Today was supposed to be a beach day. I’ve been back in Mazatlan for almost three months and have yet to spend a day at the beach. Yes, I walk along the malecon every day. But that’s walking BY the beach, not ON the beach. And I go to restaurants and bars that overlook the beach. I even play cards by a pool that has a view of the ocean. But I have yet to feel that cushion of sand beneath my feet.
I had really set this day aside to lie on the beach. But then the clouds rolled in. Then the drop of rain spattered against my bedroom window. Instead I have opted to stay indoors today. It’s actually been a productive writing day. But I am going to brave the rain and wind shortly and head out down the malecon. It’s Wednesday which means that there is a jazz jam at El Recreo. And after that there is a dance performance at Museo de Arte.
The weather this winter has been strange. Above normal temperatures greeted me in November when I returned. But December was cold and January even more so. Jackets are a necessity once the sun goes down. Jeans have become a regular part of my wardrobe.
Of course the tourists who come for a week or two still think this is paradise as there is no snow or windchill factor. They are easily identifiable by their pale faces and wardrobe of shorts and tank tops. But even they remark on how the global warming idea has actually had the opposite effect on the climate.
While the weather is not the greatest right now, there is so much to do indoors. Music is everywhere. There are malls and movie theaters. Pre-Carnaval events are underway. Yes, we are only a week away from Carnaval, the third largest celebration of its kind in North America.
Construction crews are in a frenzy trying to complete the work on the malecon. The parade routes have been announced and it’s imperative that the malecon be open. This season it has been a nightmare of traffic delays and rerouting of vehicles due to the closure of several streets in Centro as well as the malecon itself.
I think back to gloomy winter days back in Winnipeg. Somehow a little bit of rain and clouds just don’t seem so bad after all.
Whenever expats get together here, inevitably the conversation turns to how things are different here and some of the things we miss from back home. We all agree that we miss our children the most. Those who are fortunate enough to have parents, siblings or extended family also lament that they miss them as well, especially at holiday time.
The discussion then shifts to the more mundane things. Those of us who enjoy cooking and baking face real challenges and have had to adapt our styles to what is available here in Mexico. Personally I really miss Bulk Barn in Canada. Anything you can ever imagine for baking is available at this store, but many items are sadly lacking here in Mazatlan. I used to take for granted all the sprinkles, caramels, candies, chocolate and even the variety of flour and sugar. I baked up a storm when I was in Leavenworth last summer. But my choices here are limited. My apple crisp has evolved into apple enchiladas. Cheesecake is now of a much heavier texture. Cookies are not as colorfully decorated. But I did learn how to make a delicious chocolate flan in my most recent Mexican cooking class.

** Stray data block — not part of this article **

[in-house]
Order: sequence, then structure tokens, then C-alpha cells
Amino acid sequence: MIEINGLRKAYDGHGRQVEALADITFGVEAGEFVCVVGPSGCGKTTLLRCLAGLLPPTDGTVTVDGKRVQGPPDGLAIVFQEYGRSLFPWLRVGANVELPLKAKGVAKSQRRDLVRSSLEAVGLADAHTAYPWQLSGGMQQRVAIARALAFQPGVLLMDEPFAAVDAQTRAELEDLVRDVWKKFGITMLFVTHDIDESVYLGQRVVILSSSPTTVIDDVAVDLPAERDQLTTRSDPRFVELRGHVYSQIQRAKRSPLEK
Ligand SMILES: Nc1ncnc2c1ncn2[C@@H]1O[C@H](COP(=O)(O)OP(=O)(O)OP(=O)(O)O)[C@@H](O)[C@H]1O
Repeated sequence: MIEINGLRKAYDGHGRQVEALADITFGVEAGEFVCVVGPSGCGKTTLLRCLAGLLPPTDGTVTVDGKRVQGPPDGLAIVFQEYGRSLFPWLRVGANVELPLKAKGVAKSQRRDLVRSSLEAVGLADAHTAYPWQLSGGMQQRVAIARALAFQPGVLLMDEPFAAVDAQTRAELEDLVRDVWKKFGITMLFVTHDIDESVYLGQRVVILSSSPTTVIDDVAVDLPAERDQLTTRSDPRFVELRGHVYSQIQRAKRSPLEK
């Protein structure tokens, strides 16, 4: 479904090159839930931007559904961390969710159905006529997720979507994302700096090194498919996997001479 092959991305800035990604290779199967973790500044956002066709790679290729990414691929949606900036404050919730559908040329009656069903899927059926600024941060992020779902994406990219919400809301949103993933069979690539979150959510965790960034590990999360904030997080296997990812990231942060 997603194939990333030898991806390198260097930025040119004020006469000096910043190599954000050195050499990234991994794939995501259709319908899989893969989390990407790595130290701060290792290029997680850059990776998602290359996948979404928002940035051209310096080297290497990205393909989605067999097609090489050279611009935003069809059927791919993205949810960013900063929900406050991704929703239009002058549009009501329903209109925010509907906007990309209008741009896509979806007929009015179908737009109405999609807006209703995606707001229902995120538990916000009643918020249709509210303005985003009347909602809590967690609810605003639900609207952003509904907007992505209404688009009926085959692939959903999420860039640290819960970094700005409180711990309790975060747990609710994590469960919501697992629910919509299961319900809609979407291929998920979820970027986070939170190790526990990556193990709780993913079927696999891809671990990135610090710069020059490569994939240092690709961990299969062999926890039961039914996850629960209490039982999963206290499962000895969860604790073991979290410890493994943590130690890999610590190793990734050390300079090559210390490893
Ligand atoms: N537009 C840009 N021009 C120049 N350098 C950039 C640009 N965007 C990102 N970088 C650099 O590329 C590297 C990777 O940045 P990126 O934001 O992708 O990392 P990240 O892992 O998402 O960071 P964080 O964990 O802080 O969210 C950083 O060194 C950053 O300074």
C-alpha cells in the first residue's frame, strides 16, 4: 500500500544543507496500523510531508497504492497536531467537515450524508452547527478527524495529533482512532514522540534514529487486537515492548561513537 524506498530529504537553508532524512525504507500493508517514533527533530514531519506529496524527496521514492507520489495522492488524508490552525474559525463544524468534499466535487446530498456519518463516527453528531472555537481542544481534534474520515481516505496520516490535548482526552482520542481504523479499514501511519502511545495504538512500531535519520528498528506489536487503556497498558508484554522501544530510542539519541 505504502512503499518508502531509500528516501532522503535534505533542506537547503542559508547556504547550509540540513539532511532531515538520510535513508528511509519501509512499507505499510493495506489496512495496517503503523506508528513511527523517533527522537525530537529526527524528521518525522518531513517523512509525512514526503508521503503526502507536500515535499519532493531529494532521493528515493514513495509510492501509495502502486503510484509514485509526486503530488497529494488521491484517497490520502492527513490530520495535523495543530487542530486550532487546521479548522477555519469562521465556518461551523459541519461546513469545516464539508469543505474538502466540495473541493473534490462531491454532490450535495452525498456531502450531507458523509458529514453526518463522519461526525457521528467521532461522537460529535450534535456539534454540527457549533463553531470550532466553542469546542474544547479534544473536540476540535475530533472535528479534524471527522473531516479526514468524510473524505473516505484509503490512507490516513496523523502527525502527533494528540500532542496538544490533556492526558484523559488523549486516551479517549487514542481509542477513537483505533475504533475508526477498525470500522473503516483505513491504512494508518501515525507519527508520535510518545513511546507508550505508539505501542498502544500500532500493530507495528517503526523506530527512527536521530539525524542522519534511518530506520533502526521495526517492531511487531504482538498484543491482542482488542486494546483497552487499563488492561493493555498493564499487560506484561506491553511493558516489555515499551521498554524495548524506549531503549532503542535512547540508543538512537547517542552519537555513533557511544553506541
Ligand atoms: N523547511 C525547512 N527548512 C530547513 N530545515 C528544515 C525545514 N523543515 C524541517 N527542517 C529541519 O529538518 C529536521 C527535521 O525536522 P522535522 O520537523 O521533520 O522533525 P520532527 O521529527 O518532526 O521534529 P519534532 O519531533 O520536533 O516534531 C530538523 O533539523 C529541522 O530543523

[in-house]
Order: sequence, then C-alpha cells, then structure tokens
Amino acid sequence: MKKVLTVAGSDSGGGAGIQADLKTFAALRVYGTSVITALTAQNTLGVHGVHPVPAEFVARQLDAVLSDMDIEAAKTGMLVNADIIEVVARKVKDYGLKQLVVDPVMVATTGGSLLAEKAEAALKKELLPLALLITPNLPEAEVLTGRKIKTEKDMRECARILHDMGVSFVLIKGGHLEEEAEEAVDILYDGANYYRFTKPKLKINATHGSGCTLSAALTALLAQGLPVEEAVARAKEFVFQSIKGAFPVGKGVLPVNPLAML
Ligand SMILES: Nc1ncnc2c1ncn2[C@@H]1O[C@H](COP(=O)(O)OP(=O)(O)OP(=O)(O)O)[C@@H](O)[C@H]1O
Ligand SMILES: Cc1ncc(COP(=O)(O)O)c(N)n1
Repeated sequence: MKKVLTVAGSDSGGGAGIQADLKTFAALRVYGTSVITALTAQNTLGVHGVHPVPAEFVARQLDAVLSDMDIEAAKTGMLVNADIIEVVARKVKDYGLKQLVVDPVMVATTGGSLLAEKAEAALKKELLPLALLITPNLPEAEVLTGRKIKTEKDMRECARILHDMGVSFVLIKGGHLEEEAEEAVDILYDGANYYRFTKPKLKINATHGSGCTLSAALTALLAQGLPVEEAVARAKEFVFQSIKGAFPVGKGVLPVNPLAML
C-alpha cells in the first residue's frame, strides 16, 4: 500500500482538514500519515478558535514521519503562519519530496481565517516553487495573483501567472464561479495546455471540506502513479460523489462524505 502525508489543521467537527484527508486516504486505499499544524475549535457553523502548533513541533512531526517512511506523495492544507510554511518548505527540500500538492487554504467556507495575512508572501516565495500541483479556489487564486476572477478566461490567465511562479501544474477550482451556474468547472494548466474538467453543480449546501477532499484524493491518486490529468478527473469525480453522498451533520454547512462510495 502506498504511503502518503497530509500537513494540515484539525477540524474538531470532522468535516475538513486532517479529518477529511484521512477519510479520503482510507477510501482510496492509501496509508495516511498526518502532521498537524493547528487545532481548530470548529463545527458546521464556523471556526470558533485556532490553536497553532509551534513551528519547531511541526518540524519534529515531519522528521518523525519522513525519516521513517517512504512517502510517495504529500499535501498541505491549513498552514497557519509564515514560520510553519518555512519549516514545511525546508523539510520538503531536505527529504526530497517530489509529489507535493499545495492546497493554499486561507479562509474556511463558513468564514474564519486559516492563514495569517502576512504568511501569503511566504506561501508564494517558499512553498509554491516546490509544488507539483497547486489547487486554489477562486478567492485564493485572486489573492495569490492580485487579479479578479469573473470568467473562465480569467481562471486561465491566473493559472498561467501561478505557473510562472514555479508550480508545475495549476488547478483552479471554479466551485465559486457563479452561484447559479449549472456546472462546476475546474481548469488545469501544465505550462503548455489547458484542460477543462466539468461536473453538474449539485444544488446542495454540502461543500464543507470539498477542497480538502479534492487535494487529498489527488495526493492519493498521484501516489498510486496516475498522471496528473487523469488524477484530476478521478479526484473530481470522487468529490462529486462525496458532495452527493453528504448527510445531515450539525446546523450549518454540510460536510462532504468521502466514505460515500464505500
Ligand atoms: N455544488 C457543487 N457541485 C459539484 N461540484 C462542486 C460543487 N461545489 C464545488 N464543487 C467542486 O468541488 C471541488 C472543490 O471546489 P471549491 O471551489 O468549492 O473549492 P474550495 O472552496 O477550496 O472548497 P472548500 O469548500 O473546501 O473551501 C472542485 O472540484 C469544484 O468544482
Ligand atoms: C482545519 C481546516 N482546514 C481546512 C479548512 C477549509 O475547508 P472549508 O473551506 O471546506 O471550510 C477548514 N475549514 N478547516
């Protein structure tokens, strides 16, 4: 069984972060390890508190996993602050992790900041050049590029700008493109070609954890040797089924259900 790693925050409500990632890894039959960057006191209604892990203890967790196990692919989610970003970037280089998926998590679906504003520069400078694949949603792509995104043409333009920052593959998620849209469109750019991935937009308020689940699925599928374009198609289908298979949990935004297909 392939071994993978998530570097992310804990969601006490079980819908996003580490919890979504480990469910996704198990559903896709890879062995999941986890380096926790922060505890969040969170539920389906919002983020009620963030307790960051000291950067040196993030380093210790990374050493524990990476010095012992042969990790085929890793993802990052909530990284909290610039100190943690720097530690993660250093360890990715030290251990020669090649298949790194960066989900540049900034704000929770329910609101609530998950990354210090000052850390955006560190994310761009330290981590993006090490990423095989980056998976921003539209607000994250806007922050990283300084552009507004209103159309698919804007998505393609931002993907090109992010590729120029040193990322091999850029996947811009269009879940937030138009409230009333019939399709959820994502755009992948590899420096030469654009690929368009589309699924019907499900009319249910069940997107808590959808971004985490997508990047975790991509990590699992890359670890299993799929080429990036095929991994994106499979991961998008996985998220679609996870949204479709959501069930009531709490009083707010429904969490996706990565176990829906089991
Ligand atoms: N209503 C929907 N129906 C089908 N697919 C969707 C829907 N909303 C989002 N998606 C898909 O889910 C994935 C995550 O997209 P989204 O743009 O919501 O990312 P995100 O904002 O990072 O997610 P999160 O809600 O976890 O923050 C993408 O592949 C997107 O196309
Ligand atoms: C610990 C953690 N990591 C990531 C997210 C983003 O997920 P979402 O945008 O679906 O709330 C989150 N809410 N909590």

Expats tend to bring their own bedding and towels from home. The main reason is the poor quality available here. Small appliances such as breadmakers, toaster ovens, hand mixers and blenders cost a fortune down here. Only specialty stores carry Keurig and good luck finding the cups in any but the most ordinary coffee flavors. There is also an endless list of other kitchen items unavailable here ranging from SOS pads to household cleaners.
Heating pads? Electric blankets? Bring them down and use them only if you are prepared for the outrageous CFE bills here. Electricity is extremely expensive. Gas ovens and and grills are the norm here. And the low energy light bulbs are very prevalent and are definitely deficient in brightening up a room.
Bras and panties? Run, do not walk, to Victoria’s Secret before you come down here. Actually, if you want any type of quality in clothing, don’t buy it here unless you shop at Liverpool. The quality there is not always consistent either, although the high prices are.
But aside from my children and some of the more obvious items listed above, I actually find myself almost missing snow at this time of year. That first snowfall……….the delicate snowflakes are a beautiful sight. Sitting by a fireplace in the evening gazing out at that winter wonderland. The clean, crisp air as I venture outside. But wait! It’s -30 degrees Celsius with a windchill? No thanks. I think I’ll stay down here in Mexico a while longer.